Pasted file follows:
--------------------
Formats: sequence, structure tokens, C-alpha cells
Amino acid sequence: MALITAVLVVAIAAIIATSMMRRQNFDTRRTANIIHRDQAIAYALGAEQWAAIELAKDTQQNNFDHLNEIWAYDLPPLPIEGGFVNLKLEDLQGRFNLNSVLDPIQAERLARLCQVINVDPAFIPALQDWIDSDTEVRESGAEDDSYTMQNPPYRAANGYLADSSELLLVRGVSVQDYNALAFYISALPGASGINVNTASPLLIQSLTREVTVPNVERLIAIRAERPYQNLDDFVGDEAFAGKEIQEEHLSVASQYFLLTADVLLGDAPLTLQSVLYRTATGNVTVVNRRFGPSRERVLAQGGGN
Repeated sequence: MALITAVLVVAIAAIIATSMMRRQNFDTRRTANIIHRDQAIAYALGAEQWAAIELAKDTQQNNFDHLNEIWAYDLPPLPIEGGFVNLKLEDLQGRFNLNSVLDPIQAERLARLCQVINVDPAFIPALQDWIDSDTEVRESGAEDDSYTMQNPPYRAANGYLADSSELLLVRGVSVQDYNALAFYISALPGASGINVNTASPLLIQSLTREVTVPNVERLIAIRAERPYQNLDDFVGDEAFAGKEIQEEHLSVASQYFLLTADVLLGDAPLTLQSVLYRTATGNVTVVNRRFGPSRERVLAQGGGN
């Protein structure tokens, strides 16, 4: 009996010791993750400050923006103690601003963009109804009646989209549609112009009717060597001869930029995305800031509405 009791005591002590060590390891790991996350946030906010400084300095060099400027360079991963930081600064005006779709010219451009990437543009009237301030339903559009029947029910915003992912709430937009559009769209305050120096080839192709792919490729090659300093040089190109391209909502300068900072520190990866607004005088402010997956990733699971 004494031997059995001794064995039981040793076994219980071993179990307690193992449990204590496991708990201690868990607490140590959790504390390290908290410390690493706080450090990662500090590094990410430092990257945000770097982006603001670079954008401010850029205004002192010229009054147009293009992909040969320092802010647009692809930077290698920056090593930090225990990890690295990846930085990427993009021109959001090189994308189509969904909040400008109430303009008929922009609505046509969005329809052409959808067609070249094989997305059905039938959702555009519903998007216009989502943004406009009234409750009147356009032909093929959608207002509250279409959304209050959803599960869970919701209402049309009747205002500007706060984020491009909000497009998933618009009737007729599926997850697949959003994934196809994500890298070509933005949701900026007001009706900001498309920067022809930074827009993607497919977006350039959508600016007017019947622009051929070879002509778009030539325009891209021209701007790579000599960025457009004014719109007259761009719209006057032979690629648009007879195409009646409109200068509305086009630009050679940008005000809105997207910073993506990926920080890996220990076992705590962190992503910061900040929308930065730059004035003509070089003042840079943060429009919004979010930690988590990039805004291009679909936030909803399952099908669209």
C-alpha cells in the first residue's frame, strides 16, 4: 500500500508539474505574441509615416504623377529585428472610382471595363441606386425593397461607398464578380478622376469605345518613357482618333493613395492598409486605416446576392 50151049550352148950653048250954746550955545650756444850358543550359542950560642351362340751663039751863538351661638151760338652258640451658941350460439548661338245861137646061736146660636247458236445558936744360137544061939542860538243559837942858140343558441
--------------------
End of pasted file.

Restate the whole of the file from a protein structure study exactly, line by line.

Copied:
Formats: sequence, structure tokens, C-alpha cells
Amino acid sequence: MALITAVLVVAIAAIIATSMMRRQNFDTRRTANIIHRDQAIAYALGAEQWAAIELAKDTQQNNFDHLNEIWAYDLPPLPIEGGFVNLKLEDLQGRFNLNSVLDPIQAERLARLCQVINVDPAFIPALQDWIDSDTEVRESGAEDDSYTMQNPPYRAANGYLADSSELLLVRGVSVQDYNALAFYISALPGASGINVNTASPLLIQSLTREVTVPNVERLIAIRAERPYQNLDDFVGDEAFAGKEIQEEHLSVASQYFLLTADVLLGDAPLTLQSVLYRTATGNVTVVNRRFGPSRERVLAQGGGN
Repeated sequence: MALITAVLVVAIAAIIATSMMRRQNFDTRRTANIIHRDQAIAYALGAEQWAAIELAKDTQQNNFDHLNEIWAYDLPPLPIEGGFVNLKLEDLQGRFNLNSVLDPIQAERLARLCQVINVDPAFIPALQDWIDSDTEVRESGAEDDSYTMQNPPYRAANGYLADSSELLLVRGVSVQDYNALAFYISALPGASGINVNTASPLLIQSLTREVTVPNVERLIAIRAERPYQNLDDFVGDEAFAGKEIQEEHLSVASQYFLLTADVLLGDAPLTLQSVLYRTATGNVTVVNRRFGPSRERVLAQGGGN
């Protein structure tokens, strides 16, 4: 009996010791993750400050923006103690601003963009109804009646989209549609112009009717060597001869930029995305800031509405 009791005591002590060590390891790991996350946030906010400084300095060099400027360079991963930081600064005006779709010219451009990437543009009237301030339903559009029947029910915003992912709430937009559009769209305050120096080839192709792919490729090659300093040089190109391209909502300068900072520190990866607004005088402010997956990733699971 004494031997059995001794064995039981040793076994219980071993179990307690193992449990204590496991708990201690868990607490140590959790504390390290908290410390690493706080450090990662500090590094990410430092990257945000770097982006603001670079954008401010850029205004002192010229009054147009293009992909040969320092802010647009692809930077290698920056090593930090225990990890690295990846930085990427993009021109959001090189994308189509969904909040400008109430303009008929922009609505046509969005329809052409959808067609070249094989997305059905039938959702555009519903998007216009989502943004406009009234409750009147356009032909093929959608207002509250279409959304209050959803599960869970919701209402049309009747205002500007706060984020491009909000497009998933618009009737007729599926997850697949959003994934196809994500890298070509933005949701900026007001009706900001498309920067022809930074827009993607497919977006350039959508600016007017019947622009051929070879002509778009030539325009891209021209701007790579000599960025457009004014719109007259761009719209006057032979690629648009007879195409009646409109200068509305086009630009050679940008005000809105997207910073993506990926920080890996220990076992705590962190992503910061900040929308930065730059004035003509070089003042840079943060429009919004979010930690988590990039805004291009679909936030909803399952099908669209």
C-alpha cells in the first residue's frame, strides 16, 4: 500500500508539474505574441509615416504623377529585428472610382471595363441606386425593397461607398464578380478622376469605345518613357482618333493613395492598409486605416446576392 50151049550352148950653048250954746550955545650756444850358543550359542950560642351362340751663039751863538351661638151760338652258640451658941350460439548661338245861137646061736146660636247458236445558936744360137544061939542860538243559837942858140343558441